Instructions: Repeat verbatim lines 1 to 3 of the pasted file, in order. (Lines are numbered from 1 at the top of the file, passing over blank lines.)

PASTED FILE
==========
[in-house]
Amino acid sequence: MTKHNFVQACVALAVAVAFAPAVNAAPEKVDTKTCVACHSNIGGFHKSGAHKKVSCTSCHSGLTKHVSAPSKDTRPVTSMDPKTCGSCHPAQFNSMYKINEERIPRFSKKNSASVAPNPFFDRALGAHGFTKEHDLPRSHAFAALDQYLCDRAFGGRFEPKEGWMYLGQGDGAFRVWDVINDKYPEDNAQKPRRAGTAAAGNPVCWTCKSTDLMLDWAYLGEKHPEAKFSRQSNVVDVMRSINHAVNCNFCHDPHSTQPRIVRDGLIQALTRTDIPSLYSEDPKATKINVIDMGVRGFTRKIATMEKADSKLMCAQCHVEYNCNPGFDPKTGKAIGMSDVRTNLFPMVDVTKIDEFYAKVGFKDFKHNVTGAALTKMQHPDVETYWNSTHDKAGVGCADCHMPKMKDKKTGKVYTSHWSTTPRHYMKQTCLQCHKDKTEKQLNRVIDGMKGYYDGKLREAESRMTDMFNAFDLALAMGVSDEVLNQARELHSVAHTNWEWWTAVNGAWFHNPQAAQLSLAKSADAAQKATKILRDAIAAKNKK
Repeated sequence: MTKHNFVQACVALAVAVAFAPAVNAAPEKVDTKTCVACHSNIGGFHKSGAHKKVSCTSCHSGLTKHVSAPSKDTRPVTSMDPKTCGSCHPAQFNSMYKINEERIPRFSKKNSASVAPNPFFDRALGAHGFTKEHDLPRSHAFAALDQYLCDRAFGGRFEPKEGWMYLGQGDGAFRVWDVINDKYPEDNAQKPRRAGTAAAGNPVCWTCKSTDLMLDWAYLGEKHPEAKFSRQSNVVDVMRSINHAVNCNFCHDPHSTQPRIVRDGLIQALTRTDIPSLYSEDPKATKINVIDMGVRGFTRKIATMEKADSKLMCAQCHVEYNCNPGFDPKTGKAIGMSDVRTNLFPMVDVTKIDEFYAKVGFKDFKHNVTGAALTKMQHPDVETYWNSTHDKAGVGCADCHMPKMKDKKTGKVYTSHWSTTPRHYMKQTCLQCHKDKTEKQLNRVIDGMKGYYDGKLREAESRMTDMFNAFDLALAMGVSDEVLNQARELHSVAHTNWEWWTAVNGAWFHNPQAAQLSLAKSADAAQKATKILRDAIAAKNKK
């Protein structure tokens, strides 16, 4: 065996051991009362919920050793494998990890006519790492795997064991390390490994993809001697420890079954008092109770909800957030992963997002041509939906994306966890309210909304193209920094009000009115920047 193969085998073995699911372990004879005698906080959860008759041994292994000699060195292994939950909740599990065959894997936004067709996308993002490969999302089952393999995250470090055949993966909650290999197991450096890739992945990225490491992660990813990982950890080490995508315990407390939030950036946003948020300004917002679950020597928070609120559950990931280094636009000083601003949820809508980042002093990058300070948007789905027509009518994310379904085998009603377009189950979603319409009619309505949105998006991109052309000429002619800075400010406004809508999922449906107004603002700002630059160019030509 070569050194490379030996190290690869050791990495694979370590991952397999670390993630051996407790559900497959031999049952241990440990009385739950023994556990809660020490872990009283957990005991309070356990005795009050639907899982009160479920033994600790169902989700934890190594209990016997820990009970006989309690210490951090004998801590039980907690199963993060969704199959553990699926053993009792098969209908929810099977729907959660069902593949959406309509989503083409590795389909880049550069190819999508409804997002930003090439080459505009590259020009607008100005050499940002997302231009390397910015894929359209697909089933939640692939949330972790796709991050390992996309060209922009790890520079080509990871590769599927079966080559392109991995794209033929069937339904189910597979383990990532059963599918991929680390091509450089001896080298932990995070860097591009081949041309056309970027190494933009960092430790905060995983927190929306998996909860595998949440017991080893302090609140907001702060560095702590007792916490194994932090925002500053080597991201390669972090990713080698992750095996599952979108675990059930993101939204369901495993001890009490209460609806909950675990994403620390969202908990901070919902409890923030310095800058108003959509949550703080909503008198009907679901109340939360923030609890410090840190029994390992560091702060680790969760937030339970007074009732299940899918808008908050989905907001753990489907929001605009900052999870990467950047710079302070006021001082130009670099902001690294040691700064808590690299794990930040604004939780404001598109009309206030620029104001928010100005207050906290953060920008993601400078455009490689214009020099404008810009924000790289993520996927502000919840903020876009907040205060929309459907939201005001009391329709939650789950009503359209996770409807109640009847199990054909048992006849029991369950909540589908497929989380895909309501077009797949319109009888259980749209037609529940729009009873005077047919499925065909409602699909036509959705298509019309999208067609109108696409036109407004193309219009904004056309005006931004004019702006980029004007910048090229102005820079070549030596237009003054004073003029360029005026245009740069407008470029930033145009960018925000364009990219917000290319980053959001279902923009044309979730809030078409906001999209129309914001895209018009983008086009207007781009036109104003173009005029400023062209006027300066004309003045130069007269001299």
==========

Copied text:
[in-house]
Amino acid sequence: MTKHNFVQACVALAVAVAFAPAVNAAPEKVDTKTCVACHSNIGGFHKSGAHKKVSCTSCHSGLTKHVSAPSKDTRPVTSMDPKTCGSCHPAQFNSMYKINEERIPRFSKKNSASVAPNPFFDRALGAHGFTKEHDLPRSHAFAALDQYLCDRAFGGRFEPKEGWMYLGQGDGAFRVWDVINDKYPEDNAQKPRRAGTAAAGNPVCWTCKSTDLMLDWAYLGEKHPEAKFSRQSNVVDVMRSINHAVNCNFCHDPHSTQPRIVRDGLIQALTRTDIPSLYSEDPKATKINVIDMGVRGFTRKIATMEKADSKLMCAQCHVEYNCNPGFDPKTGKAIGMSDVRTNLFPMVDVTKIDEFYAKVGFKDFKHNVTGAALTKMQHPDVETYWNSTHDKAGVGCADCHMPKMKDKKTGKVYTSHWSTTPRHYMKQTCLQCHKDKTEKQLNRVIDGMKGYYDGKLREAESRMTDMFNAFDLALAMGVSDEVLNQARELHSVAHTNWEWWTAVNGAWFHNPQAAQLSLAKSADAAQKATKILRDAIAAKNKK
Repeated sequence: MTKHNFVQACVALAVAVAFAPAVNAAPEKVDTKTCVACHSNIGGFHKSGAHKKVSCTSCHSGLTKHVSAPSKDTRPVTSMDPKTCGSCHPAQFNSMYKINEERIPRFSKKNSASVAPNPFFDRALGAHGFTKEHDLPRSHAFAALDQYLCDRAFGGRFEPKEGWMYLGQGDGAFRVWDVINDKYPEDNAQKPRRAGTAAAGNPVCWTCKSTDLMLDWAYLGEKHPEAKFSRQSNVVDVMRSINHAVNCNFCHDPHSTQPRIVRDGLIQALTRTDIPSLYSEDPKATKINVIDMGVRGFTRKIATMEKADSKLMCAQCHVEYNCNPGFDPKTGKAIGMSDVRTNLFPMVDVTKIDEFYAKVGFKDFKHNVTGAALTKMQHPDVETYWNSTHDKAGVGCADCHMPKMKDKKTGKVYTSHWSTTPRHYMKQTCLQCHKDKTEKQLNRVIDGMKGYYDGKLREAESRMTDMFNAFDLALAMGVSDEVLNQARELHSVAHTNWEWWTAVNGAWFHNPQAAQLSLAKSADAAQKATKILRDAIAAKNKK